After careful consideration of the length of ownership of the properties Mr. Smith becomes UK Non Resident & Non Ordinarily Resident, and resident in Tuscany. He sells both properties and pays no capital gains. He can still spend up to 3 months per year in the UK. He must take care if he returns permanently to the UK.
Jim, who has a UK domicile, becomes tax resident in Italy at the same time as he starts a successful enterprise buying goods from Slovakia to sell to France. On leaving the UK he, in partnership with an offshore New Zealand company, which he owns, forms a UK Limited Liability Partnership, and at the same time he settles his interests in the partnership and company in to a New Zealand trust when there is no gain in either. All the relevant documents are signed in London at the representative offices of the New Zealand trustees. The partnership signs an administrative agreement with a UK company so it can acquire the necessary VAT number for intra-EC trade. The enterprise profits are not subject to taxes in any jurisdiction. After five years have passed the trust winds the LLP up, and Jim moves to Malta for eighteen months where he receives distributions from the New Zealand trust free of income tax because he is non-domicile in Malta, and because the income he receives was derived from outside Malta.
Mr. Brown owns a successful UK based company and he has a holiday home in Le Marche. His son deals with the day to day management of the business and he only attends important meetings. This way he now spends more time in Italy.
He takes a £350,000 dividend from the company and spends sufficient time in the UK to be considered treaty resident UK. He pays taxes on the dividends of £113,750; an effective rate of tax of 32.5% less the tax credit of £38,890.
He takes the same dividend but spends enough time in Italy to be considered treaty resident in Italy. He complies with the terms of the UK/Italy treaty for taxes and will now pay an effective rate for dividends of 15.5%, a tax bill of £44,900.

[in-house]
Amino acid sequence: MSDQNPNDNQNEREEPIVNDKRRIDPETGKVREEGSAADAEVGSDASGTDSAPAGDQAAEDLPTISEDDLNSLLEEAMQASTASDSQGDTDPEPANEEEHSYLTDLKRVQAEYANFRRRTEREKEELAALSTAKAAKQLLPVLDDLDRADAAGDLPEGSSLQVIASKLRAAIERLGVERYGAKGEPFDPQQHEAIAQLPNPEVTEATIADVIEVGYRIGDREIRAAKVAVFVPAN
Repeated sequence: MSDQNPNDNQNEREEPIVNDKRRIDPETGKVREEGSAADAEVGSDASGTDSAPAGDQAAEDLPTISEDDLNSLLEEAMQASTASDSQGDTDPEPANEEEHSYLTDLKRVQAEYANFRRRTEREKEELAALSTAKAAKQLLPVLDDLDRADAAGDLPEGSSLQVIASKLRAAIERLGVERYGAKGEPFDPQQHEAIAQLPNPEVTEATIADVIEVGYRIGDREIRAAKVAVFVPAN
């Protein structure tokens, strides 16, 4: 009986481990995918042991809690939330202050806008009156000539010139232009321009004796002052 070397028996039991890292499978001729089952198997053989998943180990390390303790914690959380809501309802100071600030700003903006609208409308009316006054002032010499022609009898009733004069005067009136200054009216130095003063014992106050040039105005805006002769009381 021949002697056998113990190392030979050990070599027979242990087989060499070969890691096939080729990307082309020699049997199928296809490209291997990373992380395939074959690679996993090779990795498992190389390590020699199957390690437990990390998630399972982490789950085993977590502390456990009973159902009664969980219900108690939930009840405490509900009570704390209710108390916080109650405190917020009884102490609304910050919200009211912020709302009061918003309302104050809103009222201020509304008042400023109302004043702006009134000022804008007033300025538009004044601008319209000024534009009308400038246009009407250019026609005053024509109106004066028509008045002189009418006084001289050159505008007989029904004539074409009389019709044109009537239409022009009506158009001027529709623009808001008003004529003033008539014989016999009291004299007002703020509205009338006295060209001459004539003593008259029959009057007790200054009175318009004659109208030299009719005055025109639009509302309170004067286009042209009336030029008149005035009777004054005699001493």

Lady Putney has lived in her villa in Tuscany for nearly 30 years. When she left the UK she was UK domicile. The house and its contents are her only assets and they are valued at £1,500,000.
The house will be left to her children; because of the cost of upkeep they will sell the house once they inherit it.
Lady Putney requires 24 hour help at the house so the care costs are high but the rental income from part of the house nearly covers the cost.
The children want to move their mother back to the UK so the house can be sold.
Lady Putney dies a year after coming back. The house was sold for £1,500,000 and this was roughly the amount inherited by her children.
The UK authorities tax the inheritance; a tax bill of circa £480,000.
Lady Putney remains in Italy and dies there. The Inheritance tax bill is nil but there are transfer taxes of 3% paid on the “notional” cadastral value.
Paul and Sandra are retired and live in Umbria. Sandra has a pension from a purchased annuity of £70,000 per annum. If her commercialista gave her the best advice she would probably pay taxes of £6,250 on the capital element which is worth £50,000. If he did not she would be expected to pay circa £17,000.